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Switching up your footwear can really create an interesting and fresh take on your regular suit, especially if you also change up a few accessories. Traditionally, business suits were solids or subtly textured in navy, charcoal, or gray, but these days, in many offices, a business suit is any suit, meaning a matching jacket and pants. First, let’s start by taking a look at the different shoe and boot options for business suits, in general, and what rules and details you have to pay attention to, followed by an in-depth look into the different suit, boots, and shoe combinations. Of course, we cover the traditional ground but also a more contemporary ground and anything in between.
In general, business attire is a rather formal dress code and as such, you need formal shoes. That means your shoes or boot should be all leather with leather soles. You absolutely don’t want to wear any trainers or sneakers with a business suit and also, not these kinds of oxford sneaker combinations with thick rubber soles.
Also, chunky thick double or triple leather soles are not appropriate for all business suits and neither are chunky rubber soles. It goes without
saying that you should avoid any kind of contrasting materials such as spectators either in leather fabric or maybe even cowhide.
In terms of the last, you want something that is classic and elongated, maybe with a rounded toe or a chisel toe but definitely no chunky square-looking toe boxes. In terms of colors and finishes, a classic box calf in black or other darker colors such as oxblood or maybe chocolate brown are your best bet. Avoid any crocodile or stingray leather or something like elephant because they’re too exotic and maybe you can pull them off if you’re the boss. If you’re not, it’s not the best option. If your office is a bit more relaxed and you want to add a dash of color, maybe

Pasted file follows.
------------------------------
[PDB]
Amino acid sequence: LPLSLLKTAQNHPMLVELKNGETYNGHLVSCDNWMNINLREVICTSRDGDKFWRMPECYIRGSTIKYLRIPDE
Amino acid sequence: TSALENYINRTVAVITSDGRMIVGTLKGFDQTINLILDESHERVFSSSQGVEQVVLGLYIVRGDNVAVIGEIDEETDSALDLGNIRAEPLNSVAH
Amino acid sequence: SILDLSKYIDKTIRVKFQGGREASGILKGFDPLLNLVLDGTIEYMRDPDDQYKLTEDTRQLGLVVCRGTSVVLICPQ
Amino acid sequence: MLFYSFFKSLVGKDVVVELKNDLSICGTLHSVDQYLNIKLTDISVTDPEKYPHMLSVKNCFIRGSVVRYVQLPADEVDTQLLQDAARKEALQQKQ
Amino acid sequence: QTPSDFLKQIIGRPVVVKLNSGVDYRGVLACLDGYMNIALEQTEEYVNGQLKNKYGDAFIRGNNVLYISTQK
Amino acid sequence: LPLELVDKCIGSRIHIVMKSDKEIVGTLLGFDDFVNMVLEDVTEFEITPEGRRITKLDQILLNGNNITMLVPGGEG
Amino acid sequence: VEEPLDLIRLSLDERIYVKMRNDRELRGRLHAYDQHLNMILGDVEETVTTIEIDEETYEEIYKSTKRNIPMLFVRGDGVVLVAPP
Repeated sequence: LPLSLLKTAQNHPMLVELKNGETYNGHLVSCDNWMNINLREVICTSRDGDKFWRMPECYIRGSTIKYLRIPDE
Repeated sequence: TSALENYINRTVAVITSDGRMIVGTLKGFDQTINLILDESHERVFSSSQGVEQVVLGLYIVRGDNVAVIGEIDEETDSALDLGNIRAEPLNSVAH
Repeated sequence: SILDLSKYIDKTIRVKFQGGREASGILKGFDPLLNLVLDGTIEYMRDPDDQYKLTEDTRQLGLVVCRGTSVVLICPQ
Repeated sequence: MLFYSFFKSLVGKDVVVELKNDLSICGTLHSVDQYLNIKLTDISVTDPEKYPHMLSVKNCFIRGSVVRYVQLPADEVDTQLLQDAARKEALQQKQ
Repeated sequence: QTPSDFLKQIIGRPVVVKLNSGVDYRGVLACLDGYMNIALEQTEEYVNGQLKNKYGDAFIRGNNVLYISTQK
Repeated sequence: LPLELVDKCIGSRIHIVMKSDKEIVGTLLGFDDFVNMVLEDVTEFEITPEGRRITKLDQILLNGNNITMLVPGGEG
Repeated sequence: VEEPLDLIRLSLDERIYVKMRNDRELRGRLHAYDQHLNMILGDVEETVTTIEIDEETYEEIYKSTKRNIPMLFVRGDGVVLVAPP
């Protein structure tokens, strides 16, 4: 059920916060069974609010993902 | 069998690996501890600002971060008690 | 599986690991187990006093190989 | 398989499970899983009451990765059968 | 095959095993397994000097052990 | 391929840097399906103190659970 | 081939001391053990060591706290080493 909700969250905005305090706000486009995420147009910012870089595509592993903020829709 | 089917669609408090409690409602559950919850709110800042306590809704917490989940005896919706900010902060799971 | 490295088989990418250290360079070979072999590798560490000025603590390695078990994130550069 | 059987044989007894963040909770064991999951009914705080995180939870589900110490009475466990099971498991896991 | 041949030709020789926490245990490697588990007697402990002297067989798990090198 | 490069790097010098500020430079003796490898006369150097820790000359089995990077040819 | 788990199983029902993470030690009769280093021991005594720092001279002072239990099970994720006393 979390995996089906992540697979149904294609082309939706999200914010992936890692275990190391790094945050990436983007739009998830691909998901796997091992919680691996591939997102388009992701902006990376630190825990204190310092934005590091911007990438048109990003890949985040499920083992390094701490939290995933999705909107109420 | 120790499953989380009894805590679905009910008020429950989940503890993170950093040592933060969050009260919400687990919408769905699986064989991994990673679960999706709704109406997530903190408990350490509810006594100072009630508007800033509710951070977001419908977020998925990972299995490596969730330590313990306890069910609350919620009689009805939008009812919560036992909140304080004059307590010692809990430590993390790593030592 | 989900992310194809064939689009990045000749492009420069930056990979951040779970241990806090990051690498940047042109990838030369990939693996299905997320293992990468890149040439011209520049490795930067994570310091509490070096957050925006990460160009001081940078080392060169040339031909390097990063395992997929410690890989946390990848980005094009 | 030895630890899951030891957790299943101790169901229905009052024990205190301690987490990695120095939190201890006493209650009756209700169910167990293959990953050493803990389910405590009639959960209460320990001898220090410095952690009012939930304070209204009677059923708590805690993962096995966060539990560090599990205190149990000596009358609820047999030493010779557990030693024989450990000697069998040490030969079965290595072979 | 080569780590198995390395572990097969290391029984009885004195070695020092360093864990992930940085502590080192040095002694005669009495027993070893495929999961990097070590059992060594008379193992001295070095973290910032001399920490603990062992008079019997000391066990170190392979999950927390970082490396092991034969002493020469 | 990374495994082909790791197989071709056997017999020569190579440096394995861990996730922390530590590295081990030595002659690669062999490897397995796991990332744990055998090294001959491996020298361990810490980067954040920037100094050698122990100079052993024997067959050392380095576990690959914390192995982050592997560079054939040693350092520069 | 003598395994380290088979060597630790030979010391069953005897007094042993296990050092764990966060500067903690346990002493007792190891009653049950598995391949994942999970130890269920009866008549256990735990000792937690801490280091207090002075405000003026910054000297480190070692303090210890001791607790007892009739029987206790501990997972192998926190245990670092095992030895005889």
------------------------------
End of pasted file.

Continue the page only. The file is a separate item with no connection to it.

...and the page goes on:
consider adding a pair of shoelaces in a different color because that really changes the look of your entire shoe combination.
In general, a shoe paired with formal business attire should cover the entire foot which means no loafers with a deep cut, for example, and when you wear a double-breasted suit, skip loafers altogether because they’re too informal. If you live in a cold climate and you have a lot of snow in the winter, avoid wearing your really nice dress shoes directly to the office, maybe have them at the office or cover them up with rubber protectors or maybe you have a pair of lined winter boots that keep your feet toasty warm while heading to the office and just switching into your nice dress shoes there.
So in general, what are the footwear options you have for business suits? It all starts with the Oxford, of course, and Derbys. It doesn’t matter if it’s a cap toe, a semi brogue, quarter brogue, or full brogue, or a whole cut. These days, single and double monk strap shoes are also very office appropriate. In terms of boots, Chelsea boots, Balmoral boots, maybe even Jodhpur boots, and Button boots are all office appropriate. If you can just afford one pair of business dress shoes or boots, it should always be black.
On the other hand, if you have a navy, dark blue, medium gray, or charcoal suit, the black shoe would provide enough of a contrast that you can just get socks that are matching to the pants or something that’s a little more contrasty and picks up the color of an accessory that you have, your shirt, your pocket square, or your tie.
If, for some reason, you’re not a big fan of black, you can go with a dark chocolate brown, sometimes, in Italian, it’s called testa di moro or a few shades lighter of a brown which still work and look dark. Nothing too reddish or tannish.
As a general rule, keep in mind that a pair of dress shoes will always be a little more formal than a pair of boots when combined with a business suit.